24 FEVRIER 2011


 - 24  FEVRIER

 - IRLANDE -     Rickardstown – An archaeology enthusiast in Co Westmeath has unearthed human remains dating back more than 4,000 years in his back garden. A team from the National Museum arrived at the house this week and removed the bones and pot. They reckon it is between 4,000-4,500 years old -This find fits the Bronze Age burial tradition of often isolated burials. Three distinct areas of decoration had been identified on the bow. The remains, which were buried in a slightly flexed crouch position, and the bowl could date from as far back as 2200 BC.


 - TURQUIE – Hattusha - Le ministre turc de la Culture menace d'interdire les fouilles d'archéologues allemands si l'Allemagne ne restitue pas une statue antique de Sphinx d'ici à juin - Le Sphinx, découvert par des archéologues allemands dans l'ancienne cité hittite d'Hattusha, à l'est d'Ankara, se trouve au musée du Pergamon à Berlin depuis 1915 où, à l'origine, il devait simplement être restauré - "Si d'ici au début de la saison de la campagne de fouilles, il n'y a pas d'accord (pour le retour du Sphinx), je suis déterminé à annuler la licence de fouilles à Hattusha", a déclaré M. Günay. La responsabilité des fouilles serait alors transférée à des archéologues turcs, comme cela a déjà été le cas cette année pour le site romain d'Alzanoi (aujourd'hui Cavdarhisar), dans l'ouest de la Turquie, a ajouté le ministre. L'Institut allemand d'archéologie (DAI) menait des fouilles à Alzanoi depuis 1926.


 - ROYAUME-UNI –   Yorkshire - Ancient rubbish is throwing up new clues about an East Yorkshire market town’s past – and could be an example of medieval flytipping. Archaeologists carrying out a dig have uncovered thousands of shards of pottery and animal bones underneath what was a modern tanning yard. The bones come from goats and sheep, probably from the Yorkshire Wolds, which would have been butchered on Saturday markets before their skins were carted to the ancient tanneries, which operated in the town in the medieval period. Part of the lower leg and hoof were kept to act as “handles” when the skins were lowered into tanning pits, containing dog faeces and lime. Archeologists have also cut sections through a waterway called the Tandyke, which carried polluted water through the tanneries before discharging into Beverley Beck. The pottery, found in the ditch, could be evidence of medieval flytipping from nearby houses. Rubbish disposal was a huge problem in the medieval period. They had collection points, but people were throwing it into any available open ditch and they were the subject of legal proceedings because of problems people had with drains becoming blocked. But what was considered rubbish to people living then is a great source of information for modern research.The leather would have been used for shoes, boots and purses, and among the finds being sorted at Humber Field Archeology’s offices in Hull, is a nearly complete example of a medieval shoe – which is only minus its sole. The tanning industry declined after its heyday in the 14th century, but re-emerged in the 18th and 19th centuries.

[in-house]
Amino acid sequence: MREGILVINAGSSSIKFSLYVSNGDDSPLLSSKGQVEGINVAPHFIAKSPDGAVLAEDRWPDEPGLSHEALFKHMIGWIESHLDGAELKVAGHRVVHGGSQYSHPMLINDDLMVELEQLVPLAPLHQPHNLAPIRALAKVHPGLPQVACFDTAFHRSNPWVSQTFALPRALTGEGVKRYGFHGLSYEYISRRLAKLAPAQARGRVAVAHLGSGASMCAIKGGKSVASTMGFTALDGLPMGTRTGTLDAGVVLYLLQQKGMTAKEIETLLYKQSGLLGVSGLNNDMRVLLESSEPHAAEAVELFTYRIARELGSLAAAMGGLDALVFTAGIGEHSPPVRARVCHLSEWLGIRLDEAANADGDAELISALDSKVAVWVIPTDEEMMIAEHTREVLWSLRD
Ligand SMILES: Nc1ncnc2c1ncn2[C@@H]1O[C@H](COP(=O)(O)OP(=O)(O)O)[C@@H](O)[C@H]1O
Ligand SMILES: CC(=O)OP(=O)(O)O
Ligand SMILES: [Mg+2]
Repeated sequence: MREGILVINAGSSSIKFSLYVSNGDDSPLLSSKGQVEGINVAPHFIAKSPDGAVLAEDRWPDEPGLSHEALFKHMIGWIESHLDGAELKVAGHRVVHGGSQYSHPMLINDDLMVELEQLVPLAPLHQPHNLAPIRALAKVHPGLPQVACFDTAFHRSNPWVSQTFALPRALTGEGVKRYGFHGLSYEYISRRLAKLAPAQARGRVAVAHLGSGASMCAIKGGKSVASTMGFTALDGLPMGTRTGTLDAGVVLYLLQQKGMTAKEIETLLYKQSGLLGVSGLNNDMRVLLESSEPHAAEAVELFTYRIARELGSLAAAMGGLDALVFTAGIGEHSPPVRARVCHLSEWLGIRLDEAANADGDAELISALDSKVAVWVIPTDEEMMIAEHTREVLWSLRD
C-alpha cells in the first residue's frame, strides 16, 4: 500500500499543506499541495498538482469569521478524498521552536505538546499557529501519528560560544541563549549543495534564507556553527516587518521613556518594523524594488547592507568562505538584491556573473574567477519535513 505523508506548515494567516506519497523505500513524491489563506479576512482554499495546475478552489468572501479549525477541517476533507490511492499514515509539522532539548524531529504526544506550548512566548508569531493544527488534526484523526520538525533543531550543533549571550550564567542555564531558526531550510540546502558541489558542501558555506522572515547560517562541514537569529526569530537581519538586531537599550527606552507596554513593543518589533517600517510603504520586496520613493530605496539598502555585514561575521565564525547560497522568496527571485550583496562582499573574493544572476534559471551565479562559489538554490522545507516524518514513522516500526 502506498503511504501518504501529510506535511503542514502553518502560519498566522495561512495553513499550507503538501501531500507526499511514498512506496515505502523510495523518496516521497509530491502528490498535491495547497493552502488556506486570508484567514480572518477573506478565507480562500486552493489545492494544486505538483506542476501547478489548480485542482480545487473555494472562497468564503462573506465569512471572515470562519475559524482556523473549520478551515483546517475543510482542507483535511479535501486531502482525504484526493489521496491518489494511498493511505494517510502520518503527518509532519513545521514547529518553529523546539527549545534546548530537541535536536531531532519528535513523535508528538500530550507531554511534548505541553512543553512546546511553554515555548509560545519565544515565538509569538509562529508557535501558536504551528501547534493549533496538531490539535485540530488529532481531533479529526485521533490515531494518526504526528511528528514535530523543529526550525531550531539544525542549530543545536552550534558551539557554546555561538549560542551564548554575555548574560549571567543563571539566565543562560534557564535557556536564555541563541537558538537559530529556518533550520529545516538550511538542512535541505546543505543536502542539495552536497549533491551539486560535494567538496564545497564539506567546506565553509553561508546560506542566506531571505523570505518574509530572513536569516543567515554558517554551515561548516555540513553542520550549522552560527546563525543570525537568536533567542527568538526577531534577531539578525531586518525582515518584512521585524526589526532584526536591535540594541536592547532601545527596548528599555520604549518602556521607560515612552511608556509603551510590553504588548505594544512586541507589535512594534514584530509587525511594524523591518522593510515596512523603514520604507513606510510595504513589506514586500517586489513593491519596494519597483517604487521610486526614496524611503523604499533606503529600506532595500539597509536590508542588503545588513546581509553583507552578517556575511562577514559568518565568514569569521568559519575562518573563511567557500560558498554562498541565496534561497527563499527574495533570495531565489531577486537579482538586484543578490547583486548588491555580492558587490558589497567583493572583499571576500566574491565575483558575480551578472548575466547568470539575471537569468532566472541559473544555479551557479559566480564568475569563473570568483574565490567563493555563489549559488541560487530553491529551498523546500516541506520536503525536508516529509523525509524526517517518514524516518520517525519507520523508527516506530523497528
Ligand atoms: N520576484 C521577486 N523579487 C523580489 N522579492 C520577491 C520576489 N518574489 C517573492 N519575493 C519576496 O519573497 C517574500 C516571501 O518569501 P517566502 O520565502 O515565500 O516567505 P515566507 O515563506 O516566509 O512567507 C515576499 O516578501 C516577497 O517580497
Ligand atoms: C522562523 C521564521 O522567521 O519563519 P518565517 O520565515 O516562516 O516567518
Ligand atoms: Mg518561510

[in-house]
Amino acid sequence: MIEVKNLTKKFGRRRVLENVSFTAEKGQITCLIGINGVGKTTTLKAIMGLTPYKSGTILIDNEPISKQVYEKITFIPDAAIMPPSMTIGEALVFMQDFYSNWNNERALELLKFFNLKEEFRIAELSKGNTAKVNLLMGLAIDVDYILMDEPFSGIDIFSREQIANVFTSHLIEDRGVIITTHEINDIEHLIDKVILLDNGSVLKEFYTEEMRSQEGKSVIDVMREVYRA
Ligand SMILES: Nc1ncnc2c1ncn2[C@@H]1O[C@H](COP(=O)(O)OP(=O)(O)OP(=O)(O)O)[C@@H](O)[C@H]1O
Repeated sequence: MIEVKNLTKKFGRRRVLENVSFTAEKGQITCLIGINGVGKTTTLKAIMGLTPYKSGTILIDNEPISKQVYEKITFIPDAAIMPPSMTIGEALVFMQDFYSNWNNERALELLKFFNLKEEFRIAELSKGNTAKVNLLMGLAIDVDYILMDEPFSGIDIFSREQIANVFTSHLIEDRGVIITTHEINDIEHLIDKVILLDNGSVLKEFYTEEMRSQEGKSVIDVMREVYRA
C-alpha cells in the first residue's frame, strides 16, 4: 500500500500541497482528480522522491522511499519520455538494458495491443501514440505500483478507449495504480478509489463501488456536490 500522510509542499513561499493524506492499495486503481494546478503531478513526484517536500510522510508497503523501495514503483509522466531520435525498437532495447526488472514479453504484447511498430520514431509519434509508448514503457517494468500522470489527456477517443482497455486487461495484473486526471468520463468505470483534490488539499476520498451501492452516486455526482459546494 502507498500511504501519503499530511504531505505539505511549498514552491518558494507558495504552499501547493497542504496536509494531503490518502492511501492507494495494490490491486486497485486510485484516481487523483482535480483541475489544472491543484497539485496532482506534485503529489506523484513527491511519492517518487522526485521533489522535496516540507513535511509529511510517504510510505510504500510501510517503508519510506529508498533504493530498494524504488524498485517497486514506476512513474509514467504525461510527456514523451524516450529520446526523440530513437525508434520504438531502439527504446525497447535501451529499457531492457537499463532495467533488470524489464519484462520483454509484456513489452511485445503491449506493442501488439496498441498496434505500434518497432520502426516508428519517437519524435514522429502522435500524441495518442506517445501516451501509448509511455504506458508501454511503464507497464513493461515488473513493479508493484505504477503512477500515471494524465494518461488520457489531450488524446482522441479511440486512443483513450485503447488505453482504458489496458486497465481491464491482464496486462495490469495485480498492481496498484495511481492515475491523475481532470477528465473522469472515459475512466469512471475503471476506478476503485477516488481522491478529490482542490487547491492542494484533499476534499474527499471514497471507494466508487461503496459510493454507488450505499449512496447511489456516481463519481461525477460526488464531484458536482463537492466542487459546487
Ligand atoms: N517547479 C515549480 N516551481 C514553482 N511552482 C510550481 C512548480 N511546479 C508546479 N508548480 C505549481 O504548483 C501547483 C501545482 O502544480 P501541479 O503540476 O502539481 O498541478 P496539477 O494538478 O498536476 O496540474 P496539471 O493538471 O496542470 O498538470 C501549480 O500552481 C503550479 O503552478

- CHINE –   Lianyungang - A villager discovered an ancient tomb belonging to the Western Han dynasty in his own yard accidentally when he was trying to dig a well - Archaeologists from the Lianyungang Museum made an initial assessment that the tomb might date back to the middle period of the Western Han dynasty, and they also unearthed more than 20 cultural relics, including pottery, wooden barrels and decorations. Archaeologists ascertained it was an ancient tomb due to the tomb outline and chamber. During the process of excavation, archaeologists did not find any holes to indicate that the tomb had been plundered, and the burial objects in the tomb were mostly intact and preserved well. An archaeologist said they have primarily concluded the tomb belonged to the middle period of Western Han dynasty about 2,200 to 2,300 years ago, and more than 20 cultural relics have been unearthed, including some complete ones –


 - ESPAGNE – Denia - Following on from the recent discovery of archaeological remains in the heart of Denia, a new excavation has brought to light the structures of an ancient salting factory under the town’s modern buildings. The remains appear to be late Roman, dating from the 4th and 5th centuries, when old Denia went under its Roman name of Dianium, and consisted of “ a set of four contiguous pools of regular ground, dug into the earth, and have a strong coating of signinum opus (a heavy lime based plaster) - These structures “are related to a common type of late Roman factory, the likes of which have been well documented along the coast of  the Levante, and coastal enclaves of Andalusia and Tarragona . Archaeological excavations in this area have not yet been completed. And this week works are commencing on a new ‘dig’ in Denia in an attempt to expose more of the extensive factory remains and so gain better understanding of the factory and its workings. The factories were coastal based to give easy access to salt beds, and so also were conveniently situated to offer instant salting for the locally caught fish trade. It’s (the salting works)  special location is in an area close to the old city centre, adjacent to the forum (the main square in Roman times). This proves a strong urban regression from the classical city, which has overlapping ruins of industrial and domestic architecture, as well as fifth and sixth century cemeteries. The discovery leads to another conclusion, “this small salting factory which ran for almost one thousand five hundred years and was part of the fabric of Dianium, is a historical reference that confirms the presence of salted fish in the diet and work of the people’s daily lives. In short, archaeology is not simply the study of old rocks. It tells us things. It explains life –